The commentary on Wednesday ("Children make you richer, not poorer") suggests that choosing a "materialistic" life, in which having time, money and freedom are key priorities, lies at the opposite end of the spectrum from choosing a life "enriched" with children. The former is a selfish act; the latter, a sacrificial one.
Let us abolish the mindset that placing one's wants and needs above all else, especially if they do not align with convention, is inherently bad.
For some people, bearing children is not something they intuitively yearn for, while others have known since they were young that they wanted to be parents. Both groups are different, but neither is fundamentally wrong or right.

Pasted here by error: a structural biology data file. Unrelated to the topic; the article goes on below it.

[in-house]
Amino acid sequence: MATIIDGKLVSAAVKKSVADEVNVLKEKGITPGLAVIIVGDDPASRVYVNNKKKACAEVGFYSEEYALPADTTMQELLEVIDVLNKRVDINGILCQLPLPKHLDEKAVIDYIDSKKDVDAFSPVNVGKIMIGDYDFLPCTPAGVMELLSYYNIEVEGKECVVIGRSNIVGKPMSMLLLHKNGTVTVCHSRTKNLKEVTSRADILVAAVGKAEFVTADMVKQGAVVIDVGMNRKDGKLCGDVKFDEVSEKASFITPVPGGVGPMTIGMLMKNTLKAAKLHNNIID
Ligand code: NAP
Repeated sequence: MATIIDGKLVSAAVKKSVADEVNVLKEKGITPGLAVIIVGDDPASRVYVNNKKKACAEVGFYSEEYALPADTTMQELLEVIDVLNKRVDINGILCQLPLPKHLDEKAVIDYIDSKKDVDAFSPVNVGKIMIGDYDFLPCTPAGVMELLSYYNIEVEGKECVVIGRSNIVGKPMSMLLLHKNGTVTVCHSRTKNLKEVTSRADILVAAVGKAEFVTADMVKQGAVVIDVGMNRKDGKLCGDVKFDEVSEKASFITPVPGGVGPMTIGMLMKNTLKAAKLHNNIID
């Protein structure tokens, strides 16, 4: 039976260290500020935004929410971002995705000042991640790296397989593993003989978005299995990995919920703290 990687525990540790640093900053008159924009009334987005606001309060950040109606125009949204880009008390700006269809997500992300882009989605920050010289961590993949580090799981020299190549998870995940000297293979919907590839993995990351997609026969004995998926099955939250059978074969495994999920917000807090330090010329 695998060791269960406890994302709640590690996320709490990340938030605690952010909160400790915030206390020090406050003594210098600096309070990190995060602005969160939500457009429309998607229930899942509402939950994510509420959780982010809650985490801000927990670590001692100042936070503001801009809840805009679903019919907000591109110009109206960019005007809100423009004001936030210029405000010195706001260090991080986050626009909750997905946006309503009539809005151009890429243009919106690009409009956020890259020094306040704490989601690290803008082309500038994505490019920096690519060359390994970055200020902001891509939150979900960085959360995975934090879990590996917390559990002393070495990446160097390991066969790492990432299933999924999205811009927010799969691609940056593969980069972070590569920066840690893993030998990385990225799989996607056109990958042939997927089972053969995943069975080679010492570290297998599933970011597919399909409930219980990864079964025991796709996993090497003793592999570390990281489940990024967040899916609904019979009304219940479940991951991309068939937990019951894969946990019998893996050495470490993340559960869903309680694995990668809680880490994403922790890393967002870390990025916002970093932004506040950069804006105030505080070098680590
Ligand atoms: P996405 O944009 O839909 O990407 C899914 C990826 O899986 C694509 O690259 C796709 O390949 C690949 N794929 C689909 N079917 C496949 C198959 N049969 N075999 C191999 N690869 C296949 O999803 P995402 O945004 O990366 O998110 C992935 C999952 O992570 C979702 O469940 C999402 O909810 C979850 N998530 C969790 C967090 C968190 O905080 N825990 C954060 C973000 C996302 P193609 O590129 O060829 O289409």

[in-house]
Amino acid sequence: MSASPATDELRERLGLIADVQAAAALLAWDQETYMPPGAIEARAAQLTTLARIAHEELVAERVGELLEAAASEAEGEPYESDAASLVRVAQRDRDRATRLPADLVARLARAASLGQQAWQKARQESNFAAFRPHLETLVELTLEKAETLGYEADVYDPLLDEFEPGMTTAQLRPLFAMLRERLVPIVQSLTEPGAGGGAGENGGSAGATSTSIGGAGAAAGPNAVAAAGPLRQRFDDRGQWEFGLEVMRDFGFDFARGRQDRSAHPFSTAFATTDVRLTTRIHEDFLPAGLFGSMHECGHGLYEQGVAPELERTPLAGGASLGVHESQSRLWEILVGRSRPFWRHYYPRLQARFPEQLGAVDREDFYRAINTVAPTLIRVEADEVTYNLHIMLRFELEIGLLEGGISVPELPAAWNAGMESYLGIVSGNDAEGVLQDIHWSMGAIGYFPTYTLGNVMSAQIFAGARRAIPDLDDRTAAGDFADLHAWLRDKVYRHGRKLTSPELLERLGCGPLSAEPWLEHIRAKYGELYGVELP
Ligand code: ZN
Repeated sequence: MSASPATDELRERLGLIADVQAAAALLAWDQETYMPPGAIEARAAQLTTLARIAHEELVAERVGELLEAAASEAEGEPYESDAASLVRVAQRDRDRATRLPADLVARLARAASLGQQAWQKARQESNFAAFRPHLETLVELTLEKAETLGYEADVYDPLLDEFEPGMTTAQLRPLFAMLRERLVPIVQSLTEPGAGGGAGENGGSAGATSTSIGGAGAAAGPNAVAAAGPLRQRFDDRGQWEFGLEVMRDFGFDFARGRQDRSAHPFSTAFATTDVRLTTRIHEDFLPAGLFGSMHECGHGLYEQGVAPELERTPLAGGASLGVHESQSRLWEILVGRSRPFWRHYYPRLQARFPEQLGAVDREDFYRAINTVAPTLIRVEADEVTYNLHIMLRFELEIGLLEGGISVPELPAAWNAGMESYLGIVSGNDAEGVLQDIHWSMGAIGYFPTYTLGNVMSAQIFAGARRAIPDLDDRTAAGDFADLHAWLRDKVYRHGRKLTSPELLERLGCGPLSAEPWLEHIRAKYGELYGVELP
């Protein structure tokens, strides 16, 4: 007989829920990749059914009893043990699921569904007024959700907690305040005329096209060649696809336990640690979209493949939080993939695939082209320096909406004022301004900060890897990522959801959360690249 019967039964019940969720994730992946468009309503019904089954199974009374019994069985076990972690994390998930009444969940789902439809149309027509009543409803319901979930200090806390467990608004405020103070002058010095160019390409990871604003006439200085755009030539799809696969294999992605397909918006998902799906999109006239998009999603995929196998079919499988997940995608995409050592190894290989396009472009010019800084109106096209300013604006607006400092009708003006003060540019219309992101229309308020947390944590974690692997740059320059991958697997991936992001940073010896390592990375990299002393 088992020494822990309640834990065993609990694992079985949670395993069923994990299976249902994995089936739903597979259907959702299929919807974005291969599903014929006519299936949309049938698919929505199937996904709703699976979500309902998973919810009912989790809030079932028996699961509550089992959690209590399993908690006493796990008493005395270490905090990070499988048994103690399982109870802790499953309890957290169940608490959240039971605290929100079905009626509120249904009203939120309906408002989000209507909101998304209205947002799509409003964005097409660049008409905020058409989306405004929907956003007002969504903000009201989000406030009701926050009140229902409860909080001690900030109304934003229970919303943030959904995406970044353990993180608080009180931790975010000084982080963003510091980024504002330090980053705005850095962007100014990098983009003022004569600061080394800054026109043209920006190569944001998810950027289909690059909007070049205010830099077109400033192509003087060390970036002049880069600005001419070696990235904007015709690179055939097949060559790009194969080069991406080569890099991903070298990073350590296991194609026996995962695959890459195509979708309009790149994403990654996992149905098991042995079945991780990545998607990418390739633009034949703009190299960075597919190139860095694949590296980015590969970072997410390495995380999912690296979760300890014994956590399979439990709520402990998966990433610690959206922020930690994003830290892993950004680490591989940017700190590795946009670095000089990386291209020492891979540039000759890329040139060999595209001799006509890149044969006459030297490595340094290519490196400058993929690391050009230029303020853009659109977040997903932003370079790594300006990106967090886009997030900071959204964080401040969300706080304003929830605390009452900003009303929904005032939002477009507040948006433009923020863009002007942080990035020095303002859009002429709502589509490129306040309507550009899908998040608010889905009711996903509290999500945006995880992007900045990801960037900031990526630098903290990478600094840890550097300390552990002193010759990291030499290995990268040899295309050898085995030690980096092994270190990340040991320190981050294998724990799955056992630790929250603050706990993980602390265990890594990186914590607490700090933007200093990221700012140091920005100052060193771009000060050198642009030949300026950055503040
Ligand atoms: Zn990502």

To presume that the benefits of having children and starting a family apply to all, no matter how fervently one believes it, is to know nothing about the nuances and complexity of humanity, as well as the other myriad experiences that make a fulfilling and colourful life.
Having children is a permanent decision. I dare say bringing a life into this world for the wrong reasons is a far worse regret than not having done so at all.
Ironically, if one decides to have children mainly to serve as company in one's old age or to pass on one's legacy, isn't that more egocentric than not having children?
While I am happy with being called selfish, if that means having time, freedom and money, I do not close the door on having children.
In fact, should I have my own children, I hope to pass on two of the most important values my parents taught me: open-mindedness and the acceptance of difference.
Grace Yeoh Wen Yi (Miss)